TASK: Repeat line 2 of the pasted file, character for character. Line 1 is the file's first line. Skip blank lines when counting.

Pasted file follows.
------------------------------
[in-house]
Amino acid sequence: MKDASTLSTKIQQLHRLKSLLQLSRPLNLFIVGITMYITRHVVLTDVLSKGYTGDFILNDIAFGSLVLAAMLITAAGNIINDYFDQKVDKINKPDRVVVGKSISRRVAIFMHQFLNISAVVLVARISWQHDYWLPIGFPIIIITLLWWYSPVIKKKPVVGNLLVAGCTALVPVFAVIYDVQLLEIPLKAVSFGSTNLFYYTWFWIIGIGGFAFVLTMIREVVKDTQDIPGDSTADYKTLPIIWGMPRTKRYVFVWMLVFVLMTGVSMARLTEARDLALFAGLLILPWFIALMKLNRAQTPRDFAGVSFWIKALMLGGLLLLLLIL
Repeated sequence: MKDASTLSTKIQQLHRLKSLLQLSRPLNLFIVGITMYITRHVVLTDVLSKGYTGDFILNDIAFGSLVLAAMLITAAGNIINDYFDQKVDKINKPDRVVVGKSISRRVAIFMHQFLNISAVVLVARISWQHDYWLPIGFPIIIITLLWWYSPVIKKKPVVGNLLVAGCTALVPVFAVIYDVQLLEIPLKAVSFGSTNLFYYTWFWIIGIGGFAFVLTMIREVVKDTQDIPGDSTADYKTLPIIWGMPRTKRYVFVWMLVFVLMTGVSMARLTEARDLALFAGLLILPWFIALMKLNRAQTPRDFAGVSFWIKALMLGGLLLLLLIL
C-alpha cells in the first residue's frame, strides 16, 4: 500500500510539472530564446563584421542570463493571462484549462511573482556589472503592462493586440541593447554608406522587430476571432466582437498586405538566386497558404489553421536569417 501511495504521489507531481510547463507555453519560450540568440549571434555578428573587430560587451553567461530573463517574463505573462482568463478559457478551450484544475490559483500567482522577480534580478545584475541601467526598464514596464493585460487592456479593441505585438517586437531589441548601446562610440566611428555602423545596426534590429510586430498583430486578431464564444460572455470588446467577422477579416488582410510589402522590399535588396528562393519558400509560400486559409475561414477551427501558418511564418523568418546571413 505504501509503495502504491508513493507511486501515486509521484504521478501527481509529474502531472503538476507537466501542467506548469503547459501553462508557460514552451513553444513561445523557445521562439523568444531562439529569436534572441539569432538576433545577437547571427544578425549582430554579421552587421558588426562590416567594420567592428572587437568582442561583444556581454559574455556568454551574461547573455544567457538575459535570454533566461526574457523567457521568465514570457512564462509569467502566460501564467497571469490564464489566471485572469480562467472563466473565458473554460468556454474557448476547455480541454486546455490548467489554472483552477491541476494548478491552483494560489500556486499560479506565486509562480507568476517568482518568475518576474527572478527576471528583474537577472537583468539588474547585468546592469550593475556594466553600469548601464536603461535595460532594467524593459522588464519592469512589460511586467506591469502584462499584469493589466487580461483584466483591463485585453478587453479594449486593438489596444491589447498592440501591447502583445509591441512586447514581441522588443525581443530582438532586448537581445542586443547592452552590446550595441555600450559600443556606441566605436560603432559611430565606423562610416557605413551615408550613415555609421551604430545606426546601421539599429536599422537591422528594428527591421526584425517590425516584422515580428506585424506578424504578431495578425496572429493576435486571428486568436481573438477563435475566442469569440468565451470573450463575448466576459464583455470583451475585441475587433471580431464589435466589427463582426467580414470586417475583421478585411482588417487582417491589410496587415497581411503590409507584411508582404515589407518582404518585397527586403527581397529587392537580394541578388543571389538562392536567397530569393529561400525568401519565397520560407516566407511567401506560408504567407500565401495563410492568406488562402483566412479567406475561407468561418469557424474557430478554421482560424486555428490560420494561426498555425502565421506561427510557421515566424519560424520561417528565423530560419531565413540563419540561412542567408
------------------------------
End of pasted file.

Amino acid sequence: MKDASTLSTKIQQLHRLKSLLQLSRPLNLFIVGITMYITRHVVLTDVLSKGYTGDFILNDIAFGSLVLAAMLITAAGNIINDYFDQKVDKINKPDRVVVGKSISRRVAIFMHQFLNISAVVLVARISWQHDYWLPIGFPIIIITLLWWYSPVIKKKPVVGNLLVAGCTALVPVFAVIYDVQLLEIPLKAVSFGSTNLFYYTWFWIIGIGGFAFVLTMIREVVKDTQDIPGDSTADYKTLPIIWGMPRTKRYVFVWMLVFVLMTGVSMARLTEARDLALFAGLLILPWFIALMKLNRAQTPRDFAGVSFWIKALMLGGLLLLLLIL